Base investment decisions on their FVP
Continually do your homework on the FVP of shares, buy the fairly-priced and underpriced assets and sell the overpriced assets in the portfolio. Buy value shares as opposed to growth shares. Earnings are the most significant element in investments: a number of the valuation techniques take earnings into account.
In this regard Dave Foord50 states: "All the valuation methods are good and should be used. They provide a one dimensional number or valuation that can then be compared to the market price and a ranking table of alternative investments. But this is not nearly enough. Two crucial aspects must be taken into consideration. First, the quality of the business and its life expectancy should be used to judge the quality of earnings. Second, the ability of management should not be overlooked. The range of management ability is wider than most people think and these people are the custodians of the wealth of those who invest in the company. Management needs to be trustworthy and capable of handling the risks and identifying and acting on opportunities. Good judgment is required to make good investment decisions."
Never fall in love with an investment
Allied to the aforementioned is the important maxim "never fall in love with an investment". If an investment is performing poorly, sell it, and remember the well-used maxim: "the first loss is the best loss".
According to Dave Foord51: "We all make mistakes. Investment mistakes are expensive. Stubbornness is not a good personality trait in this situation. In investing, the errors come fast and furiously, which is strange, really, in a binary environment (there is only buy or sell and up or down). So you need to be able to recognize mistakes early and then act to limit the damage. 'Pay and the pain goes away' is a good motto that has often worked for us in these situations. We believe that a major part of Foord's success has come from risk management and, in particular, managing the risk of being wrong. How you manage your mistakes will have a big impact on your investment result."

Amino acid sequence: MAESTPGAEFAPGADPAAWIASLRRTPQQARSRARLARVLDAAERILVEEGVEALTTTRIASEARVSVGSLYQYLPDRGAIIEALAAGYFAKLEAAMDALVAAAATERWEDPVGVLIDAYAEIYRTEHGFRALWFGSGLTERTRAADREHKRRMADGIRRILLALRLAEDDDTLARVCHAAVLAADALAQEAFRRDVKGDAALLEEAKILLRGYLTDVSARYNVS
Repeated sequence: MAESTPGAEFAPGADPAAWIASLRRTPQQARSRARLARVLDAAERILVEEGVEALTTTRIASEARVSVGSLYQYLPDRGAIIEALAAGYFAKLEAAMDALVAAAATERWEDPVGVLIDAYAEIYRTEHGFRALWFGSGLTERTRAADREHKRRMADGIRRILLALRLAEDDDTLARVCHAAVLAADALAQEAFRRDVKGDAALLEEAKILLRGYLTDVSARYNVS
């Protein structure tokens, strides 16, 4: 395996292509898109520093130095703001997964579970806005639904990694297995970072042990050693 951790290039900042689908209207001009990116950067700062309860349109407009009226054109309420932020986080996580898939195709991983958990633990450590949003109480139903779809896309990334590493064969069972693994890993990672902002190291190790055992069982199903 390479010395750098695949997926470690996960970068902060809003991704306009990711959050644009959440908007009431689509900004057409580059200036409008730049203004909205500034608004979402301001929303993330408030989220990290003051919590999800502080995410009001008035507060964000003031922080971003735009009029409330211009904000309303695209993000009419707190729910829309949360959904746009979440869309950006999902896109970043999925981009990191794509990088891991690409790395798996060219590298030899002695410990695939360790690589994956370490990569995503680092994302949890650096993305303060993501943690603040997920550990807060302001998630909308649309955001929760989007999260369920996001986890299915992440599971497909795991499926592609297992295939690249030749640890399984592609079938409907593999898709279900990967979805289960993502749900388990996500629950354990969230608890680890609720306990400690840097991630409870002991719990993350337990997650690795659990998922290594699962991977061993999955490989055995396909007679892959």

Do not be led by technical analysis
Successful long-term investors do not rely on technical analysis (TA) as an analysis tool. TA can be relied on for short-term gain only, because in the long-term intrinsic value (FVP) counts. TA only works because of the existence of other technical analysts, who generally come to the same conclusions and act on them. It is self-fulfilling in the short-term.
Be cognizant of behavioural finance (the psychology of the market)
Be cognizant of the fact that markets over-react and under-react to FVP (mean reversion: see below). This can be taken advantage of, and is by the investments professionals. Individual investors should only take advantage of this phenomenon if they are full-time investors. Full-time investors develop a "feel" for the psychology of the market.
In this regard Dave Foord52 states: "Long before it became in vogue, it was evident to us that human behavior made markets irrational and inefficient. If more than 75% of people believe they are above average at a particular task, then a third of those people are wrong. So study human behavior. Change is a constant in the markets and people resist change; the older people get, the more they resist change. One path to success is to be ahead of the curve of change. This is often a solo achievement as teams and committees tend to resist change.
Appreciate market liquidity
Market liquidity refers to the extent of turnover in a share (or a market), i.e. the extent of buy and sell orders in a share, and price discovery is linked to it. Never invest in a market or share that has low liquidity, i.e. poor price discovery, because of the lack of ease of buying and selling when desired. Small deals can have major price-effects in low liquidity markets. There is a reason for a share having low liquidity: the share does not have the attention of the professional investors.